It’s been about a week since the election. While some celebrate, others commiserate. I expect we can all rejoice at the disappearance of political ads.
Now that the dust has settled (somewhat), I thought you’d appreciate some insight into how our economy, interest rates, and the housing market have fared over the years under different administrations. This is not meant to be political, only factual.
Wall Street does not like uncertainty. Since 1950, investors have benefited most from a split Congress with less policy change.
The greatest returns have come with a Democratic president and a Republican Congress at 18.3%, while a Republican president and Democratic Congress has been the weakest at 8.7%.
10 of the past 11 recessions began with a Republican president, the one exception being President Carter.
In 20 of the last 23 elections, the incumbent party has been re-elected when the S&P 500 went up in the three months prior to the election. On August 3, the S&P 500 closed at 3,295. On November 2, it closed at 3,310, only a 15 point difference.
In the 1990’s Democrat President Bill Clinton pushed to increase homeownership rates through looser lending guidelines.
Republican President George Bush continued President Clinton’s strategy and homeownership rates peaked at 69.1% in 2005.
These loose lending guidelines led to false sales and fraudulent loans, ultimately toppling the financial and housing markets beginning in 2008. False sales are when homes are purchased for immediate resale simply because prices are rising.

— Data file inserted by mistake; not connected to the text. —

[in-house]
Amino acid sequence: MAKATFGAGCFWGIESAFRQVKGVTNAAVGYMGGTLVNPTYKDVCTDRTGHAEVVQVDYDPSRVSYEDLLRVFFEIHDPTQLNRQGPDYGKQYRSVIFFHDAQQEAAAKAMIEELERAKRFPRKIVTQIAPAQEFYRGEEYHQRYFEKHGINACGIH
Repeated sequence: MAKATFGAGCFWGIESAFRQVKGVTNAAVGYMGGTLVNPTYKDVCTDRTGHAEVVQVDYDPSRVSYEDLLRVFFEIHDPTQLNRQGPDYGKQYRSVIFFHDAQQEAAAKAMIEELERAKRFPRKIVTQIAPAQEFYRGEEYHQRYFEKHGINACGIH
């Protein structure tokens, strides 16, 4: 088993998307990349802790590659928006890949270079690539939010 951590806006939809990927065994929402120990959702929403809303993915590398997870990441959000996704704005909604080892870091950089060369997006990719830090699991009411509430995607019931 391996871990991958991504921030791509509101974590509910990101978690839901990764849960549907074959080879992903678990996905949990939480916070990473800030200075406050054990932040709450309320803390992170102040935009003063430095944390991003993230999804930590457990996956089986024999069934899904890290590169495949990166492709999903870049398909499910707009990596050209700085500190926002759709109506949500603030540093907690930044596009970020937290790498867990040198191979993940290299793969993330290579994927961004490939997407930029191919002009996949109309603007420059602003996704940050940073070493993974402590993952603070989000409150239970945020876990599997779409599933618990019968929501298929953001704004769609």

In 2009 a government sponsored first time homebuyer’s credit briefly increased demand and ameliorated the home price decline, but it wasn’t enough to save us from the second worse economic meltdown in U.S. history.
As a result of the 2008 financial crisis, housing prices fell by 16% in 2008, bottoming out at a 20% decrease after 16 months.
It took six years for home prices to rebound to the pre-2008 level.
The greatest post-2008 increase in home prices was in 2013, with a whopping 13.5% property appreciation rate. According to the U.S. Housing Price Index, prices increased an average of 6.7% between 2013 and 2019.
It looks like 2020 could see a home price increase even greater than 2013 (we are on track for about 15%), which would be the highest percentage increase since 2008.
Home interest rates have dropped consistently (with minor ups and downs) since a record high of 19% in 1981.
Rates are now at a historic low of 2.9%. To give you some context for how crazy low this is, consider the interest rate timeline below:
Average Home Loan Rates
Warren Buffett has observed that he’s been an investor through Democratic and Republican administrations, and made money in every one.
One of my favorite Buffett quotes represents what I believe to be an intelligent approach to both business and investing:
“Be fearful when others are greedy and greedy when others are fearful.”
While I personally favor a laissez faire approach to government (with some exceptions), we get what we get, and individually we don’t have a lot to say about how we’re governed.
However, we do have a lot to say about how we prepare for and react to what we see coming.
A friend once taught me that a problem is a set of facts compounded by emotion. There are no problems, only facts. If you think you have a problem, your real problem is your emotion.
So whether you are thrilled or disappointed with the election results, it might be worth remembering this observation by Ambrose Pierce:
“Speak when you are angry and you will make the best speech you ever regret.”
If you believe it’s important to “make each day count” (Leonardo DeCaprio line from the movie, Titanic), remember these words by Robert Tew:
“Those who complain the most accomplish the least.”
In my view, when it comes to the contentiousness that often accompanies change, remember these words by Benjamin Franklin:
“Love your enemies for they tell you your faults.”